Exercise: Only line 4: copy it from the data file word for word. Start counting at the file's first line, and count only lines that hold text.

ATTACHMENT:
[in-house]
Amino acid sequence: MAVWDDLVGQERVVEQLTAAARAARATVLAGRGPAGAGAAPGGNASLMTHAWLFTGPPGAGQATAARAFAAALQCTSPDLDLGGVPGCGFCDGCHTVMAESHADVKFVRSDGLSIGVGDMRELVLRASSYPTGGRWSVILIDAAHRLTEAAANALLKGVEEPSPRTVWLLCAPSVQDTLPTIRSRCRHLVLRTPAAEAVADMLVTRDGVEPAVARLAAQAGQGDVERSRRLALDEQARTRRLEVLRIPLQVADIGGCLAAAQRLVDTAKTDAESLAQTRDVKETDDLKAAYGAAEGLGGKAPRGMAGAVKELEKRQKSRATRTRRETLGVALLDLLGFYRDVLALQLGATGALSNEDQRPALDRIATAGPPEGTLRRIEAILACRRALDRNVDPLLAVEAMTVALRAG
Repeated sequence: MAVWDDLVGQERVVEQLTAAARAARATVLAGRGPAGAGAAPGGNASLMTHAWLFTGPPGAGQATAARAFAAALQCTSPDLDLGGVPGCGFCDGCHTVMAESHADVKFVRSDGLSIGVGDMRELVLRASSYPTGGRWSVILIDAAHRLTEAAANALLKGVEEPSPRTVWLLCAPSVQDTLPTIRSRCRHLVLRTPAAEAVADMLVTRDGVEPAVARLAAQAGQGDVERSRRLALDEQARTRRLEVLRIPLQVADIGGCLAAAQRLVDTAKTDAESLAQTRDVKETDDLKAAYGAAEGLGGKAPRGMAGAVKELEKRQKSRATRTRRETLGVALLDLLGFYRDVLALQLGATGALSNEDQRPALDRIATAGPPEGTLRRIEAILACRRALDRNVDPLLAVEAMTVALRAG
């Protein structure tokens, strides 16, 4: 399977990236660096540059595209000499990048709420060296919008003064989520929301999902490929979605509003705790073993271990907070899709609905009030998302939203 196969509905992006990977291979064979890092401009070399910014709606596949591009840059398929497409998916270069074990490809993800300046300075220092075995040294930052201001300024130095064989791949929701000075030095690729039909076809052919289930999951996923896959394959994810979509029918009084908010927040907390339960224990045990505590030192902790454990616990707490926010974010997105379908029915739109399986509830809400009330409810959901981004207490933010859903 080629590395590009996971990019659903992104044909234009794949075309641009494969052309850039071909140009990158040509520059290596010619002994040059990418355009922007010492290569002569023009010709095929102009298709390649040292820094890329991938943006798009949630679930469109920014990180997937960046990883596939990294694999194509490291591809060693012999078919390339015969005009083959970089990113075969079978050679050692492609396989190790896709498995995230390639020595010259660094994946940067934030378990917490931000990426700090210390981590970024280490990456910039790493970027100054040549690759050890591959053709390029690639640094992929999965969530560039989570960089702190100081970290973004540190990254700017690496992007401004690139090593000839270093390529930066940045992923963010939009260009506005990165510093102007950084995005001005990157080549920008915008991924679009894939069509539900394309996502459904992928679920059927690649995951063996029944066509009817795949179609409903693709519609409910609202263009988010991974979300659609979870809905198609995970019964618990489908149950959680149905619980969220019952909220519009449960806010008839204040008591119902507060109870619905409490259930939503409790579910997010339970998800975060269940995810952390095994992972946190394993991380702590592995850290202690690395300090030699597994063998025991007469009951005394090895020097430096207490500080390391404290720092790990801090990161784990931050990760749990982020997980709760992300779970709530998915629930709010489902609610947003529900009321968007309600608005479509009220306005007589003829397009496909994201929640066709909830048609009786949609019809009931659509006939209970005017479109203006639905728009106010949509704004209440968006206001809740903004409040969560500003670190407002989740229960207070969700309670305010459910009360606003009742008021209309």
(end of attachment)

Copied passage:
């Protein structure tokens, strides 16, 4: 399977990236660096540059595209000499990048709420060296919008003064989520929301999902490929979605509003705790073993271990907070899709609905009030998302939203 196969509905992006990977291979064979890092401009070399910014709606596949591009840059398929497409998916270069074990490809993800300046300075220092075995040294930052201001300024130095064989791949929701000075030095690729039909076809052919289930999951996923896959394959994810979509029918009084908010927040907390339960224990045990505590030192902790454990616990707490926010974010997105379908029915739109399986509830809400009330409810959901981004207490933010859903 080629590395590009996971990019659903992104044909234009794949075309641009494969052309850039071909140009990158040509520059290596010619002994040059990418355009922007010492290569002569023009010709095929102009298709390649040292820094890329991938943006798009949630679930469109920014990180997937960046990883596939990294694999194509490291591809060693012999078919390339015969005009083959970089990113075969079978050679050692492609396989190790896709498995995230390639020595010259660094994946940067934030378990917490931000990426700090210390981590970024280490990456910039790493970027100054040549690759050890591959053709390029690639640094992929999965969530560039989570960089702190100081970290973004540190990254700017690496992007401004690139090593000839270093390529930066940045992923963010939009260009506005990165510093102007950084995005001005990157080549920008915008991924679009894939069509539900394309996502459904992928679920059927690649995951063996029944066509009817795949179609409903693709519609409910609202263009988010991974979300659609979870809905198609995970019964618990489908149950959680149905619980969220019952909220519009449960806010008839204040008591119902507060109870619905409490259930939503409790579910997010339970998800975060269940995810952390095994992972946190394993991380702590592995850290202690690395300090030699597994063998025991007469009951005394090895020097430096207490500080390391404290720092790990801090990161784990931050990760749990982020997980709760992300779970709530998915629930709010489902609610947003529900009321968007309600608005479509009220306005007589003829397009496909994201929640066709909830048609009786949609019809009931659509006939209970005017479109203006639905728009106010949509704004209440968006206001809740903004409040969560500003670190407002989740229960207070969700309670305010459910009360606003009742008021209309």